Film Review: MALIGLUTIT (Canada 2016) ***

maliglutitDirectors: Zacharias Kunuk, Natar Ungalaaq
Writers: Norman Cohn, Zacharias Kunuk
Stars: Benjamin Kunuk, Karen Ivalu, Jonah Qunaq

Review by Gilbert Seah

 If the English title of this movie sounds familiar, it is because the film is taken from the plot of John Ford’s classic John Wayne western THE SEARCHERS. The Inuk title translates literally to ‘followers’. The simple plot involves an Inuk man searching for his kidnapped wife and daughter.

The film begins with a quarrel as an Inuk man is upset that a man has been fooling around with his wife. The words ‘f***ing asshole’ and ‘***ker’ (in Inuk) are exchanged frequently. It is the omen of what is to occur. The Inuk man has his wife and daughter are later kidnapped by marauders. He and his son set out to find those responsible and rescue the wife and daughter. The revenge plot gives the film, at times the feel of an action flick like TAKEN.

The film is a bit confusing at the start. All the characters are heavily clothed and it is at first hard to tell who is who and which one is the villain. It does not help that the Inuk man and son as well as the maunders take out an expedition at the same time, so that one has to recall the faces to figure out what is going on, in terms of plot.

What is most fascinating about the film is the Inuk culture depicted. The daily routines like making tea, eating and sewing are on display. If one has never seen what he inside of an igloo looks like, the film offers plenty of opportunity to see both the insides and exterior, as well as the brief construction of one. The chopping of frozen food that makes the daily diet, as well as eating of the food frozen.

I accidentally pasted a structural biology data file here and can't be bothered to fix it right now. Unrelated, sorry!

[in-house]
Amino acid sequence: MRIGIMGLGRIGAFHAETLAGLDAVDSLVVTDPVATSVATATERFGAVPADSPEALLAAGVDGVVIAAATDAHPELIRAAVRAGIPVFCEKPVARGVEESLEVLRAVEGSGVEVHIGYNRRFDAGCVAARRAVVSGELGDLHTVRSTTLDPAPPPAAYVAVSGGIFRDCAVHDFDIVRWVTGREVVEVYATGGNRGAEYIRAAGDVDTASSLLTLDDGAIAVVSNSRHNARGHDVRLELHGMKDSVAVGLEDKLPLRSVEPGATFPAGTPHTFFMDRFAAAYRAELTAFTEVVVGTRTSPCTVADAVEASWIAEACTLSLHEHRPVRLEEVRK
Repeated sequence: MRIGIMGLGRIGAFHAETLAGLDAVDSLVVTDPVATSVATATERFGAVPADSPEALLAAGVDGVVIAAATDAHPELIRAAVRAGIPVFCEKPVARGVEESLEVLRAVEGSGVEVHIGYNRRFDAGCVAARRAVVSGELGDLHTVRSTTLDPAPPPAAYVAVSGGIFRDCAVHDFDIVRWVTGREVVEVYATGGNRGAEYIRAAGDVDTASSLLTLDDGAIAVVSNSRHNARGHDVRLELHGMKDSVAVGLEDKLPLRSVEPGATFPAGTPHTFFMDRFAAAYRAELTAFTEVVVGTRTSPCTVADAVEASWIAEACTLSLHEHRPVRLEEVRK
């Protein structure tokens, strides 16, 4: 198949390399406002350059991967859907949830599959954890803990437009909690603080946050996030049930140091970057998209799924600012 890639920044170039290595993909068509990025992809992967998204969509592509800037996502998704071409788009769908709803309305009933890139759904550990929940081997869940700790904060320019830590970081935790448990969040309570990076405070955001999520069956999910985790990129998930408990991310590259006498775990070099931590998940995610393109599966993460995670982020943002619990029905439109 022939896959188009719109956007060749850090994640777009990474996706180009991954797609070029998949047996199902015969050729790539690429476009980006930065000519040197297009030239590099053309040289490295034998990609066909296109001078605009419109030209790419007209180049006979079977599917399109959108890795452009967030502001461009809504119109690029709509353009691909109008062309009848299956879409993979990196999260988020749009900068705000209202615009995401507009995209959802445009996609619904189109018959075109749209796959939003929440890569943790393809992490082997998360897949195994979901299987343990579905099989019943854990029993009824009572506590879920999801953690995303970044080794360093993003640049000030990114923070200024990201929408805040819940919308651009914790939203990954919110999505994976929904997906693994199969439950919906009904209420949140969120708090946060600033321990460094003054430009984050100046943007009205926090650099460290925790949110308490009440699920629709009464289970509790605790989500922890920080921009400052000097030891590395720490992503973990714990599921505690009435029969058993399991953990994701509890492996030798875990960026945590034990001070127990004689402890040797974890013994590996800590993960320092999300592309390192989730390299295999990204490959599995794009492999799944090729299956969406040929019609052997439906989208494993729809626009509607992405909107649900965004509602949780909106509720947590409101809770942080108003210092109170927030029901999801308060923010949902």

The cinematography of the real ‘great white North’ is nothing short of stunning. Like David Lean’s Lawrence of Arabia where a lone figure stands in the vast spaces of sand, lone figures are seen in the mountains of snow and ice with no other signs of civilization. One wonders how the filmmakers managed to get all the filming equipment way up to the Arctic.

The film is necessarily violent from the kidnapping to the revenge scenes. The latter is satisfying, seeing how director Kunk has primed his audience for anger and a thirst for revenge. The tracking of the kidnappers, Inuk-style is like nothing anyone has seen before. Suspense is also heightened as the Inuk man has only one bullet left at the end, so that he has to kill two men with one bullet.

Inuk filmmaker Zacharias Kunuk broke into the film scene 15 years ago when his film, the excellent ATANARJUAT: THE FAST RUNNER won the prestigious Caméra d’or for Best First Feature at Cannes. SEARCHERS can nowhere can be compared to ATANARUAT, but the film is still definitely worth a look. The film has also been selected as Canada’s top 10 films of 2016.


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